The fact that in general the inmates had a higher opinion of the staff from the PPH could be due to the fact that in the Hospital the inmates are considered as "psychiatric patients", and instead of serving a sentence are confined in a secure hospital as a security measure. This is because their mental condition means that they cannot be accused or held responsible for the crimes committed. We think that in this context, patients, doctors and caregivers are more aware of the illness and that medical considerations prevail over a strict control-based approach. An additional factor that could predispose inmates against doctors is that narcotics consumption is very high and many inmates are multiple drug-users. This means that they frequently ask their doctors for short and medium-acting Benzodiazepine type drugs and obviously are unhappy when the doctors refuse to prescribe them.

Some of those interviewed thought that their appointments or meetings with the psychiatrist were too short, and that as a result the psychiatrist did not know them well enough and could not understand their problems or needs in any great depth. They claimed this lack of time also influenced the type of treatment they were offered, and suggested that if the psychiatrists had more time they could use other forms of therapy in addition to medication.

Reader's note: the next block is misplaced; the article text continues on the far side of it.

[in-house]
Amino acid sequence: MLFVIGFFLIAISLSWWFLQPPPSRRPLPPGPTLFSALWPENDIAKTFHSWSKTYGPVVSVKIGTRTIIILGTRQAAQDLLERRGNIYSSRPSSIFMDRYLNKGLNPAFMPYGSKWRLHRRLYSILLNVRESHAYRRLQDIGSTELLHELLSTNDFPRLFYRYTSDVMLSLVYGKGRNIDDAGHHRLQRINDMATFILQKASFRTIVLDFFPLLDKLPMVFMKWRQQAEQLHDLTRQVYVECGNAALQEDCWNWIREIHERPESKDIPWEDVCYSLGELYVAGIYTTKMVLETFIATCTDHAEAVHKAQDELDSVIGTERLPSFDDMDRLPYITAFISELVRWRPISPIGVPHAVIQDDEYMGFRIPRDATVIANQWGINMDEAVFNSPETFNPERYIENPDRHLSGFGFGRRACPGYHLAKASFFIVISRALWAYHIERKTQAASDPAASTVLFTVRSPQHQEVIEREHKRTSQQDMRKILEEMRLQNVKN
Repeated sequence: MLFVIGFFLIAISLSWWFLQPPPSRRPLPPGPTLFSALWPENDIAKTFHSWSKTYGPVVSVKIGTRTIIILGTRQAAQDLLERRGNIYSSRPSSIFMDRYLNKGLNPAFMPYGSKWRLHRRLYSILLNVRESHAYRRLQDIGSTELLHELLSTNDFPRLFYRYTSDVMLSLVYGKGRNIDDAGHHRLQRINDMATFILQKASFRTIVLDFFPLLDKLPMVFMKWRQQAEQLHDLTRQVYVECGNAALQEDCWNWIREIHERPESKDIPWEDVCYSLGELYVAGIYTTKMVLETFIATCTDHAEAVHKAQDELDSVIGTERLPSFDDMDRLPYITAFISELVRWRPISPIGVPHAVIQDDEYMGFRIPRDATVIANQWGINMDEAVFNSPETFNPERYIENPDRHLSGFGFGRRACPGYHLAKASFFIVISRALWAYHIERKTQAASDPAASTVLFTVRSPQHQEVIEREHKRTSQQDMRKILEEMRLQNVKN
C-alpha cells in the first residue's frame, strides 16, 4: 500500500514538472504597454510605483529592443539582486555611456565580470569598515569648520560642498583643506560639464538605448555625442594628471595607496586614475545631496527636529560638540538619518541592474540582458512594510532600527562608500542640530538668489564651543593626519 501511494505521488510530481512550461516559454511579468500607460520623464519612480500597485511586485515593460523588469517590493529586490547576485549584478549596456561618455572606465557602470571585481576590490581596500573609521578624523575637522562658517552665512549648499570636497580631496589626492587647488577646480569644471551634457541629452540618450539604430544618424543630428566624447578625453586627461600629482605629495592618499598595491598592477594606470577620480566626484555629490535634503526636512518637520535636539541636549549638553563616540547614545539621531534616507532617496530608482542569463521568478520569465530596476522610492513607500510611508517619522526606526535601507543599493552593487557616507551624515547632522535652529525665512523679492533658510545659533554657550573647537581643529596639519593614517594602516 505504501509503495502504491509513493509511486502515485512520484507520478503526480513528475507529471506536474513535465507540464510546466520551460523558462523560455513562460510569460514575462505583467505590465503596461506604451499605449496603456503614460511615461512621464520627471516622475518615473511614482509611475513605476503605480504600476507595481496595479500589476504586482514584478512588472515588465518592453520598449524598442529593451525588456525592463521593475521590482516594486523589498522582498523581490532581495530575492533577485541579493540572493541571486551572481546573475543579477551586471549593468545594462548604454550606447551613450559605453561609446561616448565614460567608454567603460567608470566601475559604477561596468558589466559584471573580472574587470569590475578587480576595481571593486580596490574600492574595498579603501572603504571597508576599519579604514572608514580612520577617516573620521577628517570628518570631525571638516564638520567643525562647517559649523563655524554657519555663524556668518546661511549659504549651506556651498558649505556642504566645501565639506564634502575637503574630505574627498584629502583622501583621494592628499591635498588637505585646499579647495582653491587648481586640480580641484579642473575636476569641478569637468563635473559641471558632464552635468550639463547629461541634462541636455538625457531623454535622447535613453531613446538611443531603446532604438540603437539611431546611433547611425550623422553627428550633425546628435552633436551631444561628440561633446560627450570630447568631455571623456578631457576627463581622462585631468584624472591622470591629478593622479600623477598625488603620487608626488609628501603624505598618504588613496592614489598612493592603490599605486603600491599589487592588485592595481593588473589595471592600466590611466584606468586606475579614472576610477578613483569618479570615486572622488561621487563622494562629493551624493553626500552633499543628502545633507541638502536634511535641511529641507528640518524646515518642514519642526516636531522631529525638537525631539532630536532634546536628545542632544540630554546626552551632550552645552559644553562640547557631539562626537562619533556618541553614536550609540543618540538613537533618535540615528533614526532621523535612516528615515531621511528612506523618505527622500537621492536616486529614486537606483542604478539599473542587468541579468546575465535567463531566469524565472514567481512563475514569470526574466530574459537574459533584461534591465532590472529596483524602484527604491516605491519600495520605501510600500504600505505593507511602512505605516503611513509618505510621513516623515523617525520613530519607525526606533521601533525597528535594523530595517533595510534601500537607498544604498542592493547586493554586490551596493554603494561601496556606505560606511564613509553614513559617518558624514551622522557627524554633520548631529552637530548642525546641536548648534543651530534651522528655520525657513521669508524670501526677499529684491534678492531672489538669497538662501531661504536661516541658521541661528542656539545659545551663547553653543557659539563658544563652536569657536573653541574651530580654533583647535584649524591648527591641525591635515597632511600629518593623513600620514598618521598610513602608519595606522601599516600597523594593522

Some participants blamed the fact that medical staff did not have sufficient time to attend to their needs on the Government/Authorities and the limited human resources they provided.

The fact that the inmates had just a few minutes’ contact with the medical staff could also explain their general lack of information about their illnesses or the treatment they received. This lack of information created a sense of insecurity in that they did not know what was happening to them or why the doctors insisted so much on the importance of the medication. This insecurity led to a greater likelihood of rejection or fear of the pharmacological treatment. These opinions suggest that the patients do not have an especially negative view of the health professionals and to some extent they excuse them for any shortcomings in the attention they receive, preferring to lay the blame on the Institution.

The inmates who participated in the focus groups also highlighted the need to improve the training and assessment of the prison officers who attended to them8.

Category 2: Opinions about the coercive measures used